The Fuse

Oil Prices Rise, OPEC+ Faces Decision

by Nick Cunningham | February 23, 2021

Oil prices have jumped to 13-month highs, with WTI rising above $61 per barrel and Brent solidly in the mid-$60s. Rising demand and progress on global vaccination efforts continue to bolster optimism, while supply growth remains subdued.

The tightening market provides OPEC+ with an opportunity to unwind the extraordinary production cuts put in place last year, and a wounded U.S. shale industry means there is less of a risk of a supply-induced downturn going forward.

Oil market tightens, analysts hike price forecasts

Brent hit $65 per barrel on February 23, a price last reached in early 2020. The rally comes as several investment banks issued bullish forecasts for crude over the coming months.

The rise in prices over the past two months is the result of “better than expected demand and still depressed supply once again creating a larger deficit than even we expected in January and February, with timespreads strengthening,” Goldman Sachs wrote in a note to clients on February 21. The bank’s analysts added that the deficit will continue to widen into the spring due to lag in production increases from OPEC+ at a time when demand ratchets higher.

Putting it all together, oil prices “will rally sooner and higher,” the investment bank said.

The market deficit puts OECD inventories, which ballooned last year to historic heights, on track for normalization by summer, Goldman said. Putting it all together, oil prices “will rally sooner and higher,” the investment bank said. Goldman forecasts Brent averaging $70 per barrel in the second quarter and $75 per barrel in the third, both $10 higher than a previous forecast. Oil traders with Socar Trading SA said that oil could hit $80 by the summer.

Morgan Stanley raised its pricing forecast for Brent to $70 for the third quarter. “New COVID-19 cases are falling fast globally, mobility statistics are bottoming out and are starting to improve, and in non-OECD countries, refineries are already running as hard as before COVID-19,” Morgan Stanley said in a note.

Meanwhile, the Texas energy crisis may sideline 2 to 4 million barrels per day (Mb/d) for a few weeks, taking a chunk out of global supply, at least temporarily. The impact was offset by outages at several major Texas refineries.

The flurry of bullish price forecasts may itself have played a part in juicing prices. Oil surged on February 22 after major investments banks issued their reports.

Bank of America Merrill Lynch largely agreed with the optimistic outlook for prices, and the bank hiked its forecast as well. However, it noted that there are some downside risks, including the potential return of some 2 Mb/d. Meanwhile, the OPEC+ cuts of 9.7 Mb/d (less than that currently) helped tighten the market and drain inventories, but the coordinated cuts also simply shifted that production into spare capacity. While not actively producing, that capacity will need to come back online.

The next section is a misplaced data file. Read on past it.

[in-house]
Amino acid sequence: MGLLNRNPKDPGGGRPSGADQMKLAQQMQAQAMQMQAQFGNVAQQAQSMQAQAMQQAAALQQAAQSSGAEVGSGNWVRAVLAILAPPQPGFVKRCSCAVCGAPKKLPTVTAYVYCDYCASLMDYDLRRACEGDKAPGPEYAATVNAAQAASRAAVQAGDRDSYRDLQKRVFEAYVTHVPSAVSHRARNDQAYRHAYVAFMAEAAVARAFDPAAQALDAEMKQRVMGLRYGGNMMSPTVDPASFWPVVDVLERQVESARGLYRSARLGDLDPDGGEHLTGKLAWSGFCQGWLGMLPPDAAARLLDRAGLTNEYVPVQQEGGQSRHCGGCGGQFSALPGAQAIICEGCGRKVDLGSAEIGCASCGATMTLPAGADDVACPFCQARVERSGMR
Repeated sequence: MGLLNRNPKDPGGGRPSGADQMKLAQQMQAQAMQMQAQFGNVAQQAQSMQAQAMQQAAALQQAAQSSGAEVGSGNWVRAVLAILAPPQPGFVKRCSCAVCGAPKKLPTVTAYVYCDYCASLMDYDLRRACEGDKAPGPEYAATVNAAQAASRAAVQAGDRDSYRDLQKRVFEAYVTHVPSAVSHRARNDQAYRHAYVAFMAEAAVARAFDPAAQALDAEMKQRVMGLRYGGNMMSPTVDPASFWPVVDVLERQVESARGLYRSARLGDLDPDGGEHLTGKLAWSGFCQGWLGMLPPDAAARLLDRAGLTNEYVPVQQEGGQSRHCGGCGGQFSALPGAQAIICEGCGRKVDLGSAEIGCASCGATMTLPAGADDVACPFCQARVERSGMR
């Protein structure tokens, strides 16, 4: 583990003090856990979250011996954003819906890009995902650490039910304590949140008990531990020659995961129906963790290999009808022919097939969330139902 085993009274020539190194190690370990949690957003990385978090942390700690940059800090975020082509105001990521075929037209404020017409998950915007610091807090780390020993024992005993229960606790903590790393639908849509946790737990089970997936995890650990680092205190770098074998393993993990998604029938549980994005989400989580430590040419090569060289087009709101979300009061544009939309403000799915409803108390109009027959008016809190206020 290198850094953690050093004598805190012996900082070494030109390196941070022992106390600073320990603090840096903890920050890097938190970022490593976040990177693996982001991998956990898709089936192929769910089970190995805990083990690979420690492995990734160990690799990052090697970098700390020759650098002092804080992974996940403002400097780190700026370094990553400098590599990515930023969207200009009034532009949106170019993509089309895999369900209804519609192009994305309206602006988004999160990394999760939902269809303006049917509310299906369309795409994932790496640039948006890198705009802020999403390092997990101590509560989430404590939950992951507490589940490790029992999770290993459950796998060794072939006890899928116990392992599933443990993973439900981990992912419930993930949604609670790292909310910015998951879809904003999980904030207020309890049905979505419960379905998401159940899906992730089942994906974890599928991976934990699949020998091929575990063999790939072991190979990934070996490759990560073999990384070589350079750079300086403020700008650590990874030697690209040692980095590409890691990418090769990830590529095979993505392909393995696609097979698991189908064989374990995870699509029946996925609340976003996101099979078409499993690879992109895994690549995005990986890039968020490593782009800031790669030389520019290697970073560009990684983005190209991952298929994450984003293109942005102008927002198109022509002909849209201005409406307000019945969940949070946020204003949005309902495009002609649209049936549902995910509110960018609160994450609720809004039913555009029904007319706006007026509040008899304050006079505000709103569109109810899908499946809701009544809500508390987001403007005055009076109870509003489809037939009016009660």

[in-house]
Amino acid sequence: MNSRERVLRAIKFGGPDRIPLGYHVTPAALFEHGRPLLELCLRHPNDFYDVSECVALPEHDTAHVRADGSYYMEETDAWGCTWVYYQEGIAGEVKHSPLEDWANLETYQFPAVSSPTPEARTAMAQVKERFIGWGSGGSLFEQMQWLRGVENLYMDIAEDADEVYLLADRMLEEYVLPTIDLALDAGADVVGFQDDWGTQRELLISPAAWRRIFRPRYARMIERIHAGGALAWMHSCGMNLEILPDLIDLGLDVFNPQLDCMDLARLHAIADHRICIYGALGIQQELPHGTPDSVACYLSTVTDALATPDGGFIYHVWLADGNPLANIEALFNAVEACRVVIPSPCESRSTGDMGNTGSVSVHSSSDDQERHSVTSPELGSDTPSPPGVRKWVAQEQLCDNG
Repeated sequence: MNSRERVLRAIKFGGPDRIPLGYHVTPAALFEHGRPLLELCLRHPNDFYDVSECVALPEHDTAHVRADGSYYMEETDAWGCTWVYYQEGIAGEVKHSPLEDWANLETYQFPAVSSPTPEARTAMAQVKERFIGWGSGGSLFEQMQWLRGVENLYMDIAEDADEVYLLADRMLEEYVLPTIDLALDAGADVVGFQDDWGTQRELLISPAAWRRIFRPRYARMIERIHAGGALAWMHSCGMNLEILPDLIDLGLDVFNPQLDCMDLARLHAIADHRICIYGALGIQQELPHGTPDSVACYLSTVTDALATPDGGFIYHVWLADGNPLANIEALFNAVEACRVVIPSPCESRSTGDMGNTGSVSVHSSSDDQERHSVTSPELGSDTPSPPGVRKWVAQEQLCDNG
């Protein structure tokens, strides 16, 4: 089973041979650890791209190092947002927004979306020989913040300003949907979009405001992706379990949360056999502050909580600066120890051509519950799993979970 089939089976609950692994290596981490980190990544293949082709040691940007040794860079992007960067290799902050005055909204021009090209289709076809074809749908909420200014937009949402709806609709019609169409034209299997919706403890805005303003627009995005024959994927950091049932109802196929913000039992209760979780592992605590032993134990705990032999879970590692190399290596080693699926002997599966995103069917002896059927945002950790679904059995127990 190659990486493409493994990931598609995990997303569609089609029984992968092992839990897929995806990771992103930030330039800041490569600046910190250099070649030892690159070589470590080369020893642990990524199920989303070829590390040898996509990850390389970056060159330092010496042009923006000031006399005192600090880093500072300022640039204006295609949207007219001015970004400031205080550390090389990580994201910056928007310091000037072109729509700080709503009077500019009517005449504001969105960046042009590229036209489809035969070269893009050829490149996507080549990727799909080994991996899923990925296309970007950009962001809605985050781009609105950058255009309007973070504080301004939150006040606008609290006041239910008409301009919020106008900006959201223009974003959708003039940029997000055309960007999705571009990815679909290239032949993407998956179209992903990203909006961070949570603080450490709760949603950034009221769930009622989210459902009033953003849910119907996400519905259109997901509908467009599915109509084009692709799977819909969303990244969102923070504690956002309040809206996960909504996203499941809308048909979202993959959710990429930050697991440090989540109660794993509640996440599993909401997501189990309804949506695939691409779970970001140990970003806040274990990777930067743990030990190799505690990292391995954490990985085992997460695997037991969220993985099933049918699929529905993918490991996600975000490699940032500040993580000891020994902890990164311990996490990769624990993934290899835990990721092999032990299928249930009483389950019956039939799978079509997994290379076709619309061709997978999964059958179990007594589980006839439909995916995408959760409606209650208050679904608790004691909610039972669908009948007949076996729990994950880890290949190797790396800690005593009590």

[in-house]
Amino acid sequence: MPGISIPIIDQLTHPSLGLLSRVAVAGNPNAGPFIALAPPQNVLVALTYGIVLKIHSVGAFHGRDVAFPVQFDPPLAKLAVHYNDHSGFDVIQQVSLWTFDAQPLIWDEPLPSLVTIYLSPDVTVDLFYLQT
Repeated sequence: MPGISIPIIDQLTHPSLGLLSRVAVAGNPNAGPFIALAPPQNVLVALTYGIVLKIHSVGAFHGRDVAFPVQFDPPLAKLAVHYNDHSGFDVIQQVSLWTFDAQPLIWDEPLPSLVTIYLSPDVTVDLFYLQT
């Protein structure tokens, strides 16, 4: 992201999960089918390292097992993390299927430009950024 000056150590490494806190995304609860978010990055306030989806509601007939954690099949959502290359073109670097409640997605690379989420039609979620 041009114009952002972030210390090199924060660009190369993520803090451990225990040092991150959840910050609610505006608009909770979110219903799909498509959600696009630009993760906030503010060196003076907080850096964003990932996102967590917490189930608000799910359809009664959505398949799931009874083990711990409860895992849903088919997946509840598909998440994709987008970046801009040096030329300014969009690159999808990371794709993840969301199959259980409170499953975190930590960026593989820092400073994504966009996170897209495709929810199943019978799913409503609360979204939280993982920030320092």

Should OPEC+ increase production?

Indeed, the tightening of the oil market gives OPEC+ a lot of runway to unwind the cuts. The group is expected to make a highly-anticipated decision in early March on what to do next. The tentative plan is to add another 0.5-Mb/d increment of supply back on to the market, but the recent price gains could spark a more significant change in policy.

The tightening of the oil market gives OPEC+ a lot of runway to unwind the cuts.

However, Saudi Arabia and Russia, the coalition’s most powerful producers and de facto decisionmakers, are not necessarily on the same page. Saudi Arabia has suggested that it would unwind its voluntary 1 Mb/d of additional cuts announced earlier this year, but Riyadh is otherwise in favor of not adding too much supply back onto the market over fears of sending oil prices back down. Russia, on the other hand, is much more eager to increase production.

While Russian energy minister said in mid-February that the “market is balanced,” his Saudi counterpart warned against declaring victory “too early.” Russia’s view is to use the market tightness to add supply and regain market share; Riyadh would seemingly prefer to stay the course and let prices rise.

OPEC+ faces some risks either way regardless of what it decides, but the lack of expected growth from U.S. shale grants OPEC+ a degree of flexibility. OPEC lowered its forecast for U.S. shale recently, estimating the sector declines by 140,000 barrels per day in 2021. Indeed, a long line of shale executives told investors and analysts on fourth quarter earnings calls that they would not return to aggressive drilling, even with higher oil prices. Having burned too much cash and too many bridges, there is a ton of pressure on shale E&Ps from investors to show restraint after a decade-long debt-fueled drilling boom.

Nevertheless, because of the enormous spare capacity sitting on the sidelines, OPEC+ will need to maintain market management “beyond April 2022,” according to Bank of America, the month at which the deal is scheduled to phase out. “[G]lobal mobility remains constrained, inventories are still high, and OPEC+ sits on nearly 10mn b/d of spare capacity,” Bank of America said on Tuesday. “These headwinds will not disappear overnight.”